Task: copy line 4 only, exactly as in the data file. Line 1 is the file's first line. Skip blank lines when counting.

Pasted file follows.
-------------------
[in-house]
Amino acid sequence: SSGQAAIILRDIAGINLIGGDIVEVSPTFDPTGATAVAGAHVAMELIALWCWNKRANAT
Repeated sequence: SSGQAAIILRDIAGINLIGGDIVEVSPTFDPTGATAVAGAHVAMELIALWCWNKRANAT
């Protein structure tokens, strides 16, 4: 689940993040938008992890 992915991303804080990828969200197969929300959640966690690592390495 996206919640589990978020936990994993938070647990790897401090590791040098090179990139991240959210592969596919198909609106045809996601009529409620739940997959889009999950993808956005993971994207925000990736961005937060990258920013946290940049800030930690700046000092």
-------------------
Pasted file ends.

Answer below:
């Protein structure tokens, strides 16, 4: 689940993040938008992890 992915991303804080990828969200197969929300959640966690690592390495 996206919640589990978020936990994993938070647990790897401090590791040098090179990139991240959210592969596919198909609106045809996601009529409620739940997959889009999950993808956005993971994207925000990736961005937060990258920013946290940049800030930690700046000092």